Morgan Stanley Shakes the Recruiting Tree But Loses NYC Team
(Updates with UBS hire of a Dayton, Ohio, team from Merrill Lynch in final paragraph.)
J.P. Morgan Securities lured a pair of Morgan Stanley advisors in New York City producing around $3 million on Friday, but the wirehouse licked its wounds by welcoming four teams from UBS and Merrill Lynch generating some $8.8 million in revenue.
The losses centered on the team of Stephen H. Gold, Patrick R. Henry and two client associates, who had worked at Morgan Stanley’s E. 52nd Street office for nine years but jumped to the firm’s founding bank parent in suburban White Plains, N.Y.
The gains came from UBS Financial Services and Merrill Lynch.
A Morgan Stanley spokeswoman confirmed that the company hired the husband-and-wife team of Scott and Tricia Mercalde in Kenwood, Ohio, Kevin Martin and Andrew Archer in Los Angeles, Gregory Chevrier and Walter Grubbs in Newport, Va. and Christian Conroy in Jericho, NY.
The Mercaldes, each of whom have been brokers for 19 years, spent the last 12 at UBS after an earlier stint at Smith Barney, while Martin and Archer completed nine years at the Swiss-owned broker-dealer.
Martin, who spent 21 years of his 30-year career at Merrill Lynch from 1987 to 2009, was overseeing around $400 million in assets for 55 families at UBS, according to his UBS team’s web biography.
Grubbs and Chevrier, who have been registered reps for 18 and 22 years respectively, made the jump to Morgan Stanley after an 8-year shift at Merrill, according to their Broker Check histories. Conroy is a rookie who joined the brokerage industry in 2016 at Merrill’s office in Great Neck, New York.
A Morgan Stanley spokeswoman confirmed the hires and the combined production numbers.
Morgan Stanley, UBS and Merrill have each radically reduced their hiring of experienced brokers in the past two years, and have added compensation incentives and penalties to keep brokers in place. The new hires demonstrate, however, that “we are always in the market for top advisors that are looking to grow their practice,” a Morgan Stanley spokeswoman said.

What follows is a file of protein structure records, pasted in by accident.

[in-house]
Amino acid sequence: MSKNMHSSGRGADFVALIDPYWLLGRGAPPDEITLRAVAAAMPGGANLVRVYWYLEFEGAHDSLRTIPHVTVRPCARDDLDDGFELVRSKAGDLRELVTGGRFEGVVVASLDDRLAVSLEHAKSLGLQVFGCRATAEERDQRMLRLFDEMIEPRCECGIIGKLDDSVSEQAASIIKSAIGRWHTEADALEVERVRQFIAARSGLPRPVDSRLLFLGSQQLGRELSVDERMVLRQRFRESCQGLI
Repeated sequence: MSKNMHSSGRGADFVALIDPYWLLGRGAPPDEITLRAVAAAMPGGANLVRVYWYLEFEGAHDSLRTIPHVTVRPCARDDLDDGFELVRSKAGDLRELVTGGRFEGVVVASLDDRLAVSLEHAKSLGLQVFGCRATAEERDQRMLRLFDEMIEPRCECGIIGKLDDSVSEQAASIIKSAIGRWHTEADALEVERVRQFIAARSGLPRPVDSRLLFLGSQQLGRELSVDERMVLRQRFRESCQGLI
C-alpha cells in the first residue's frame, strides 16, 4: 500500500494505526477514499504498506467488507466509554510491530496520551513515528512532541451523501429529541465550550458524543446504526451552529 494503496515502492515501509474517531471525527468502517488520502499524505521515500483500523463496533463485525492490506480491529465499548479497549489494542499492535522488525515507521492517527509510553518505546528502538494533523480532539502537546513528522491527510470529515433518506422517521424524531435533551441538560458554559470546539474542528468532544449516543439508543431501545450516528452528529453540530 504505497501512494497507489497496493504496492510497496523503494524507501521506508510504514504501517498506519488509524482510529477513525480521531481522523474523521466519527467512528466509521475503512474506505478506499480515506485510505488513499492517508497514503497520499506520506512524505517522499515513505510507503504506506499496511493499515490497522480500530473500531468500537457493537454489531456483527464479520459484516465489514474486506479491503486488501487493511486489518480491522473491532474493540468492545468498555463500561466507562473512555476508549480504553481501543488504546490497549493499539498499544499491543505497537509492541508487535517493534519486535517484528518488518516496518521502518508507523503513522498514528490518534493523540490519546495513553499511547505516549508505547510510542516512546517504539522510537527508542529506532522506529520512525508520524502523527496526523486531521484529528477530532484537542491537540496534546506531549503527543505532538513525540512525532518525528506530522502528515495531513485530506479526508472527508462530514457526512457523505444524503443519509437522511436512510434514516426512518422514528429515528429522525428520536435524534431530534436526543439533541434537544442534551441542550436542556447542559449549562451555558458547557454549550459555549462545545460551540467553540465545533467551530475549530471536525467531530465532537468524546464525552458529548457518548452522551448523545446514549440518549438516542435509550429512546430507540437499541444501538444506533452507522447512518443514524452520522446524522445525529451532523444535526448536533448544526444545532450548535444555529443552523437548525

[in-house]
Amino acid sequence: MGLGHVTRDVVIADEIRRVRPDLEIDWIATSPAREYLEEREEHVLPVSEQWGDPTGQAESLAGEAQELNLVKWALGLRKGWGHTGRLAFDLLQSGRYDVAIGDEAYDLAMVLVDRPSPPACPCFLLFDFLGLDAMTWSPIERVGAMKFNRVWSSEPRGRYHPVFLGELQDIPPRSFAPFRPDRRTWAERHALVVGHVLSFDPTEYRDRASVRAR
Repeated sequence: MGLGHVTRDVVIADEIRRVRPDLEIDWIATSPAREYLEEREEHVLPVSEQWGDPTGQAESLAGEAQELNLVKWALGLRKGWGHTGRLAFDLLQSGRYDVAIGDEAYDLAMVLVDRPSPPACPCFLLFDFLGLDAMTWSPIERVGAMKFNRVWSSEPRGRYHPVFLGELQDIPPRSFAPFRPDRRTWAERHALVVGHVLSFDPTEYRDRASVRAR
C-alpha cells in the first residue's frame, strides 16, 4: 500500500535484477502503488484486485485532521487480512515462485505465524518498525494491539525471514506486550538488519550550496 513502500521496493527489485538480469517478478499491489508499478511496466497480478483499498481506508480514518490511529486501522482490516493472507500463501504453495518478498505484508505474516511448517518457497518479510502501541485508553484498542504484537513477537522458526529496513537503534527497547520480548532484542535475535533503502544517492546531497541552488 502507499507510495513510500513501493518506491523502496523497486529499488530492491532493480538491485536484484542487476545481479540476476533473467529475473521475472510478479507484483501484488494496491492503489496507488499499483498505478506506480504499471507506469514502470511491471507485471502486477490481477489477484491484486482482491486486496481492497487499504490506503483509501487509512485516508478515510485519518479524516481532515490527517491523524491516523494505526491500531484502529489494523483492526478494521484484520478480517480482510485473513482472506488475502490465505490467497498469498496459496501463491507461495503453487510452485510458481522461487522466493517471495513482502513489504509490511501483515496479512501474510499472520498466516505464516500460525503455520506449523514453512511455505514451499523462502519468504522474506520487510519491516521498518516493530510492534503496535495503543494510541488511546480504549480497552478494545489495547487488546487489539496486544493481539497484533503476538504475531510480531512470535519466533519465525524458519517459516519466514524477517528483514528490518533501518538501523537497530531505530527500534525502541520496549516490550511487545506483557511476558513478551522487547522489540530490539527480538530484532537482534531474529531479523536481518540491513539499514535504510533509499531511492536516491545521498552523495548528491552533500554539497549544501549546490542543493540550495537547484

J.P. Morgan’s hiring of Gold and Henry underscores the large bank’s desire to build the traditional wealth management business it inherited through its parent company’s purchase of Bear Stearns & Co. during the 2008 financial crisis.
J.P. Morgan Securities employs fewer than 500 traditional brokers—compared with almost 16,000 at Morgan Stanley. But it has signaled its intention to grow the business.
In January, it lassoed John Slattery, a multi-million-dollar producer at Morgan Stanley’s Greenwich, Conn. office, to join its nearby White Plains branch. And late last year it aggressively recruited top brokers from UBS and Morgan Stanley brokers in the interregnum between the firms’ announcements that they were leaving the Protocol for Broker Recruiting and the effective date of their exits from the pact.
The J.P. Morgan brokers, like their wirehouse peers, are compensated with a percentage of the fees and commissions they generate, in contrast to the salaried private bankers and trust at J.P. Morgan.
Gold has 20 years of traditional brokerage experience and worked earlier in his career at UBS Financial Services, Bear, Stearns and Sands Brothers & Co. Henry’s 14-year career traces a similar route, originating with Bear, Stearns in 2002, shifting to UBS in 2004 and to Morgan Stanley in 2009, according to his BrokerCheck history.
Spokespeople at J.P. Morgan Securities did not immediately respond to requests for confirmations of Gold and Henry’s moves, and James Dean, the firm’s resident manager in White Plains, declined comment.
Separately on Friday, UBS hired a team of two brokers, Jamie Schade and Mark Henestofel, from Merrill Lynch in Dayton, Ohio, according to a person familiar with the move. The two managed over $500 million in assets for individual and institutional clients, the person said. Schade had been with Merrill for all of his 19-year career while Henestofel had been with Merrill for all but one year of his 16-year career, according to their BrokerCheck histories.